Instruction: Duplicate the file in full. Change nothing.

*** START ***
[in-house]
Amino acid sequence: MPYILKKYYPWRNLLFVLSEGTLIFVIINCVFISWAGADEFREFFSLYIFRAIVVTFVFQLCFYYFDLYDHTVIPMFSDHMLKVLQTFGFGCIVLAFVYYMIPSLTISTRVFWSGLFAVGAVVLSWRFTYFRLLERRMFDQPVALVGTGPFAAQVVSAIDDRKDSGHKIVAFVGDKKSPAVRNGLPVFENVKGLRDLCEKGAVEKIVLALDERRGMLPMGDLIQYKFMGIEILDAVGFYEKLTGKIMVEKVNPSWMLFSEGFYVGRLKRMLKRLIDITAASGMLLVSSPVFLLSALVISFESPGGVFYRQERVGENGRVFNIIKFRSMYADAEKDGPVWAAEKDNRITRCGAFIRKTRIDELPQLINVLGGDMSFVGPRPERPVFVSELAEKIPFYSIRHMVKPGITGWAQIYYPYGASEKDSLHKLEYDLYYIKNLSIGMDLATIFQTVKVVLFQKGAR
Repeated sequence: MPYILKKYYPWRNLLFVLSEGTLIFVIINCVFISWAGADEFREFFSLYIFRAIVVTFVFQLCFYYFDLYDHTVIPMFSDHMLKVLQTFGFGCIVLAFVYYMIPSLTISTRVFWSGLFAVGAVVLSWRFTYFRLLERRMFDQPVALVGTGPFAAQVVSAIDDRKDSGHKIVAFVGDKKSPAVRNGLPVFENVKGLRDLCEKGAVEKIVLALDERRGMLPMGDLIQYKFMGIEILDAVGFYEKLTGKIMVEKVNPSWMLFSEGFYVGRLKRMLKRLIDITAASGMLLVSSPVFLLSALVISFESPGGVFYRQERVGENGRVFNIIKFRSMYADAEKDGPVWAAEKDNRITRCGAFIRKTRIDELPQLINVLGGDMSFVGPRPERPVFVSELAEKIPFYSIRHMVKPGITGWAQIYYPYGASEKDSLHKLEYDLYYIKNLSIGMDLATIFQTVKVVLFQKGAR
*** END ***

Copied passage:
[in-house]
Amino acid sequence: MPYILKKYYPWRNLLFVLSEGTLIFVIINCVFISWAGADEFREFFSLYIFRAIVVTFVFQLCFYYFDLYDHTVIPMFSDHMLKVLQTFGFGCIVLAFVYYMIPSLTISTRVFWSGLFAVGAVVLSWRFTYFRLLERRMFDQPVALVGTGPFAAQVVSAIDDRKDSGHKIVAFVGDKKSPAVRNGLPVFENVKGLRDLCEKGAVEKIVLALDERRGMLPMGDLIQYKFMGIEILDAVGFYEKLTGKIMVEKVNPSWMLFSEGFYVGRLKRMLKRLIDITAASGMLLVSSPVFLLSALVISFESPGGVFYRQERVGENGRVFNIIKFRSMYADAEKDGPVWAAEKDNRITRCGAFIRKTRIDELPQLINVLGGDMSFVGPRPERPVFVSELAEKIPFYSIRHMVKPGITGWAQIYYPYGASEKDSLHKLEYDLYYIKNLSIGMDLATIFQTVKVVLFQKGAR
Repeated sequence: MPYILKKYYPWRNLLFVLSEGTLIFVIINCVFISWAGADEFREFFSLYIFRAIVVTFVFQLCFYYFDLYDHTVIPMFSDHMLKVLQTFGFGCIVLAFVYYMIPSLTISTRVFWSGLFAVGAVVLSWRFTYFRLLERRMFDQPVALVGTGPFAAQVVSAIDDRKDSGHKIVAFVGDKKSPAVRNGLPVFENVKGLRDLCEKGAVEKIVLALDERRGMLPMGDLIQYKFMGIEILDAVGFYEKLTGKIMVEKVNPSWMLFSEGFYVGRLKRMLKRLIDITAASGMLLVSSPVFLLSALVISFESPGGVFYRQERVGENGRVFNIIKFRSMYADAEKDGPVWAAEKDNRITRCGAFIRKTRIDELPQLINVLGGDMSFVGPRPERPVFVSELAEKIPFYSIRHMVKPGITGWAQIYYPYGASEKDSLHKLEYDLYYIKNLSIGMDLATIFQTVKVVLFQKGAR